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Massively parallel single molecule protein sequencing in situ

Status: 
Active
Competition: 
2015 Disruptive Innovation in Genomics Competition
Sector: 
Health
Genome Centre(s):
Ontario Genomics
Project Leader(s):
Andrew Emili (University of Toronto)
Fiscal Year Project Launched: 
2016-2017
Project Description: 

Phase 1 Project

Proteins are the cell’s primary molecules for performing virtually every biological process. When they don’t work as they should, they can be expressed improperly, subject to degradation, or mislocalized, leading to common human diseases such as cancer, Alzheimer’s, diabetes and heart disease. Yet despite the recent rapid increase in information about genes and genomes, we still know very little about the roles, locations and interactions of the many different proteins expressed by genes in healthy and diseased cells or tissues.

Dr. Andrew Emili of the University of Toronto wants to increase our level of knowledge about proteins. He and his team will develop a revolutionary new sub-microscopic imaging technology that will allow researchers to identify and quantify each and every one of the many millions of different protein molecules present in human cells and tissues at an unprecedented level of detail. The proprietary chemical probes and tool “kits” the team develops will enable a new paradigm in biomedical research, allowing scientists to understand how biological systems work at the molecular level and allowing clinical researchers to detect much smaller lesions and hence diagnose diseases like cancer much earlier and more accurately than has been possible to date.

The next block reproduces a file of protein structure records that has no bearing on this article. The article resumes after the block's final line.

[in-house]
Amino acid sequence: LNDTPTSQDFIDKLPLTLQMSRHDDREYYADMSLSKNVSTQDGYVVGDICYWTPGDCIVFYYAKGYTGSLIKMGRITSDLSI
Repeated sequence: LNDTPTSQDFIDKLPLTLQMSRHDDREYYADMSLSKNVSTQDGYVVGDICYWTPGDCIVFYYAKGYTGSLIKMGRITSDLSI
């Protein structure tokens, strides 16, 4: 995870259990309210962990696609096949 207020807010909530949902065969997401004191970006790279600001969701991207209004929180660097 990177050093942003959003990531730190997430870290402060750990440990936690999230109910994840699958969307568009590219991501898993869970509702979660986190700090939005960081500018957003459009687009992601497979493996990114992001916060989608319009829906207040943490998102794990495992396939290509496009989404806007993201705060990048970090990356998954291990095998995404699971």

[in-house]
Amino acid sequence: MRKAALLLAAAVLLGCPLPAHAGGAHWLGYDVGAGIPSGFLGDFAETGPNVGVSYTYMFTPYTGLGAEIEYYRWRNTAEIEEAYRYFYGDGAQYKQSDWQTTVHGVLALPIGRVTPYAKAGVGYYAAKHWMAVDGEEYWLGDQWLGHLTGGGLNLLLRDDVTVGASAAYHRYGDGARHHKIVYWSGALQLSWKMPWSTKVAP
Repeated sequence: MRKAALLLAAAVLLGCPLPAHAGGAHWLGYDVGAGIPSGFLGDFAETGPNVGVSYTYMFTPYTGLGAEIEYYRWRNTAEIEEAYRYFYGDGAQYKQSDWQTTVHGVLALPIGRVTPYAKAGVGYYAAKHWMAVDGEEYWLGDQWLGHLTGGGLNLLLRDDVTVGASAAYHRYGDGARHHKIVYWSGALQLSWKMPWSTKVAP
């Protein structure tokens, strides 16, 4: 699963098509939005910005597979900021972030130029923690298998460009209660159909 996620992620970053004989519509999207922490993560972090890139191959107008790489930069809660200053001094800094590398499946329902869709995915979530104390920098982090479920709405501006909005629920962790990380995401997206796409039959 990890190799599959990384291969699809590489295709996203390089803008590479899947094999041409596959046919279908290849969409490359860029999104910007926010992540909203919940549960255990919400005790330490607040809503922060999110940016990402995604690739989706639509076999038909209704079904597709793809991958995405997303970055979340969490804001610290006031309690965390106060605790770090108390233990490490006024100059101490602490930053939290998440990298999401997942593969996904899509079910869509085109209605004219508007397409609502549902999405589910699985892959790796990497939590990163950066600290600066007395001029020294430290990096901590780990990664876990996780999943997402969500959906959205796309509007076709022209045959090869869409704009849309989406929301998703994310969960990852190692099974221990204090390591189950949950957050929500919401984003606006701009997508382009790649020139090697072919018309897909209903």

This groundbreaking technology will be applicable to a wide diversity of biomedical specimens, displacing existing technologies and ultimately changing the study of human cell biology and medicine.